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Daphne Caruana Galizia: Fresh charges over murder of Maltese journalist

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image captionDaphne Caruana Galizia’s assassination shocked Malta

Two men have been charged in Malta with supplying the car bomb that killed investigative journalist Daphne Caruana Galizia in 2017.

Robert Agius and Jamie Vella appeared in court on Wednesday and are accused of complicity in the assassination – charges they deny.

Another suspect, Vincent Muscat, was jailed for 15 years on Tuesday when he admitted involvement in the murder.

Caruana Galizia uncovered networks of corruption in Malta and abroad.

Known as a “one-woman WikiLeaks”, she was killed aged 53 by a car bomb close to her home in October 2017. Many suspect the killing was ordered by top establishment figures.

The latest suspects charged, both 37, are known to police for links to organised crime on the island.

The latest arrests come after Muscat changed his plea to guilty on Tuesday and agreed to provide information to the police.

He was one of three men in court earlier this week accused of involvement in the killing – the other two were brothers George and Alfred Degiorgio, also in their 50s.

Authorities said on Tuesday that police had found machine guns, shot guns and pistols in fresh searches.

“With the evidence we have, we are in a position to say that every person involved, be it mastermind or accomplice, is under arrest or facing charges,” Police Commissioner Angelo Gafa said.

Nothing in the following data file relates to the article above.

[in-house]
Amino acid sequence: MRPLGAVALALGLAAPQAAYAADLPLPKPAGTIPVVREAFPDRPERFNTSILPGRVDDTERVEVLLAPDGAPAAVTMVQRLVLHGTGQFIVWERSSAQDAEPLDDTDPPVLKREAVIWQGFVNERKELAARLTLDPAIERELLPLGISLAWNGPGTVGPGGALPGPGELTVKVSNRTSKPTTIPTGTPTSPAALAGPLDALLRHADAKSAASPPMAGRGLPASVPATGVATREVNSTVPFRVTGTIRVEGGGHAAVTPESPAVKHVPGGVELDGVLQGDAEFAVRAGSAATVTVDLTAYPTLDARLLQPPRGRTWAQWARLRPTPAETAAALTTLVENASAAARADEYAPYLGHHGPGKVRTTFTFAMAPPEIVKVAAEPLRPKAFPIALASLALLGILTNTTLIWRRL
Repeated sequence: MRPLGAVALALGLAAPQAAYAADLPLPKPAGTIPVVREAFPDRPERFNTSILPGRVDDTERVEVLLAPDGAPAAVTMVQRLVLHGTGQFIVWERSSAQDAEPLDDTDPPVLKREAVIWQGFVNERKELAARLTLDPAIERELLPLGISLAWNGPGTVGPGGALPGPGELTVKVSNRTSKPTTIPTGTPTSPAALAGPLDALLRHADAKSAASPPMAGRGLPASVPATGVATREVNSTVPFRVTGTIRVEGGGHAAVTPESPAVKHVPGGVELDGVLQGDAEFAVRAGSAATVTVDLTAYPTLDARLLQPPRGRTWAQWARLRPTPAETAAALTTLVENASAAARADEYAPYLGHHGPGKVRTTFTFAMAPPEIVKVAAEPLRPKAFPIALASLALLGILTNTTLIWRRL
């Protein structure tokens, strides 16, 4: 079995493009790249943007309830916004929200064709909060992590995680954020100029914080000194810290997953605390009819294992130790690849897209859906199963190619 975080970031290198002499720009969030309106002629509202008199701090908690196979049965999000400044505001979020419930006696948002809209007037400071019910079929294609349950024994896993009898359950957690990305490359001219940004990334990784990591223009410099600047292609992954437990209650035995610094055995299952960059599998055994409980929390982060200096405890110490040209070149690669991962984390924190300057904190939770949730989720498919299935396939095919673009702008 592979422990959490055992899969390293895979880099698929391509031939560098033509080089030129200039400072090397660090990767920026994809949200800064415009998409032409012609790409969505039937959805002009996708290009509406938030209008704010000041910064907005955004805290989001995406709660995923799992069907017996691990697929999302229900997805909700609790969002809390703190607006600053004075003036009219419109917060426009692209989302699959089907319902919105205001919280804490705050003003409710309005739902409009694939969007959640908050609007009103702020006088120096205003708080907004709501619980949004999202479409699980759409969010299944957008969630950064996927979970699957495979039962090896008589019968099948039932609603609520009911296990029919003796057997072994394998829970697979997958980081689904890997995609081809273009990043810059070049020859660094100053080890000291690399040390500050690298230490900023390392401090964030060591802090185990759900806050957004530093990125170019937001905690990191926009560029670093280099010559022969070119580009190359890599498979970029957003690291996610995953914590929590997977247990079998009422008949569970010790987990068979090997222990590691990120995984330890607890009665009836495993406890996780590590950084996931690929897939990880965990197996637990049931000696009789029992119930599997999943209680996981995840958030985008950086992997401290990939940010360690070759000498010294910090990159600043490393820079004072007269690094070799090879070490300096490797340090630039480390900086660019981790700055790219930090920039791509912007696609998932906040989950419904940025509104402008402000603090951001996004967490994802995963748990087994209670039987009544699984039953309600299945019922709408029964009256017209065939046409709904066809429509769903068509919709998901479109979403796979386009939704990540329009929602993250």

A fourth person, Maltese businessman Yorgen Fenech, was also charged with complicity over the killing – an allegation he denies.

media captionGalizia’s son, Paul, in 2018 called for a public inquiry over his mother’s death

Caruana Galizia, a journalist for 30 years, was relentless in her investigation of alleged corruption by Maltese politicians and officials in her popular Running Commentary blog.

She was a harsh critic of the government and in effect triggered an early election in 2017 by publishing allegations linking the then-prime minister to the Panama Papers scandal.

Joseph Muscat, who is not related to the suspect, denied the corruption allegations. But he later resigned as prime minister in December 2019 after an investigation implicated his close associates in the murder.

After her assassination, Caruana Galizia’s son Paul hit out at what he called the country’s “mafia state”, saying his mother had been killed “because she stood between the rule of law and those who sought to violate it”.

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